YAST MAY BE a powerful tool, but sometimes Suse and OpenSuse still manage to screw up their configuration so not even Yast can rectified the situation. We use Suse and OpenSuse at work, and twice I’ve experienced that the network configuration cannot recover from a netcard being changed. During boot an error message “eth0 renamed to eth2” would show, followed by another error message (after a looong timeout) “no configuration found for eth2” and afterwards DHCP would fail. After booting I would have to run ifup-dhcp eth2 to get network up and running.

Okay. The situation is amendable and requires only two setup modifications (hacks). First an easy edit in the udev network rules, to fix that the one and only netcard was being named eth2 and not eth0.

The netcard MAC-addresses and names are associated in the udev network persistent name rule-file. /etc/udev/rules.d/30-net_persistent_names.rules

SUBSYSTEM=="net", ACTION=="add", SYSFS{address}=="00:0c:29:14:e6:1b", IMPORT="/lib/udev/rename_netiface %k eth0"

SUBSYSTEM=="net", ACTION=="add", SYSFS{address}=="00:0c:29:e9:d1:b6", IMPORT="/lib/udev/rename_netiface %k eth1"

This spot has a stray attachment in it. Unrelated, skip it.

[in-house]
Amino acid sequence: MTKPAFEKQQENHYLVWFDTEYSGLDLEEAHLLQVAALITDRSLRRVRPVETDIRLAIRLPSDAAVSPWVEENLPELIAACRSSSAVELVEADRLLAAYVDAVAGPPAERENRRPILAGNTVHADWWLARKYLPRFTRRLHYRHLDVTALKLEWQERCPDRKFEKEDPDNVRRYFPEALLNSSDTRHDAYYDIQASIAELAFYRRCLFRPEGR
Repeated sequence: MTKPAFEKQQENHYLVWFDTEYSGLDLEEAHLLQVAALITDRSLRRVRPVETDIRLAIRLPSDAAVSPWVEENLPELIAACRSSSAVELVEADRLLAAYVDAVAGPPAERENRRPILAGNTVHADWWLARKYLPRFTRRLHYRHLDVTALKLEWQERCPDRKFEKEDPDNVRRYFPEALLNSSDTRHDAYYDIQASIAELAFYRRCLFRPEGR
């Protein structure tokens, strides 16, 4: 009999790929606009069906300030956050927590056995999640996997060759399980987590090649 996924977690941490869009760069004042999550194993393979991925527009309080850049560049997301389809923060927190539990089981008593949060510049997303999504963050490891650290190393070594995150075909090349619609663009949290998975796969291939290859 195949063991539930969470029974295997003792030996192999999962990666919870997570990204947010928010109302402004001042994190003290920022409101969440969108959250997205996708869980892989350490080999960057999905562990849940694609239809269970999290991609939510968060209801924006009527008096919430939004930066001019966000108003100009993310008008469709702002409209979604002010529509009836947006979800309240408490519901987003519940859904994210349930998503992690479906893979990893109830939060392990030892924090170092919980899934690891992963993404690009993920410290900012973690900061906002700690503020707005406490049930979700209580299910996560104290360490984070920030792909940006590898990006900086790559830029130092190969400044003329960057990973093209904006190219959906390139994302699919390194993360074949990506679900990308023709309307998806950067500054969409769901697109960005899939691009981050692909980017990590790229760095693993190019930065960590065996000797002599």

SUBSYSTEM=="net", ACTION=="add", SYSFS{address}=="00:0c:29:32:11:fd", IMPORT="/lib/udev/rename_netiface %k eth2"

This file contained some mappings not belonging to any netcards in my current system. Ensuring that the MAC-address mached the eth2 entry, I renamed the entry and deleted the other two.

SUBSYSTEM=="net", ACTION=="add", SYSFS{address}=="00:0c:29:32:11:fd", IMPORT="/lib/udev/rename_netiface %k eth0"

If booting after this modification, the first error message would vanish and, as remapping now is no longer enforced, the second would now be “no configuration found for eth0“.

The missing configuration can be fixed in Yast by creating a new ethernet device called ifcfg-eth0, or as I did, by just soft-linking the existing network configuration to that name.

# ln -s /etc/sysconfig/network/ifcfg-eth-bus-pci-0000\\:02\\:00.0 

Yehaa. Network errors be gone, and automatic DHCP now working :-).

I’ve experienced this problem on Suse 10.0 on a fresh install where I changed a VMware virtual netcard from the computers build-in netcard to a secondary USB netcard. At that time I didn’t want to spend to much time on it and just reinstalled. We’d just upgraded to OpenSuse 10.2 and I was handed a copy of a colleagues VMware image. As his netcard did not have the same properties as mine (i.e. MAC-address) I was hurled into the same problems once again.

Categories: LinuxSoftware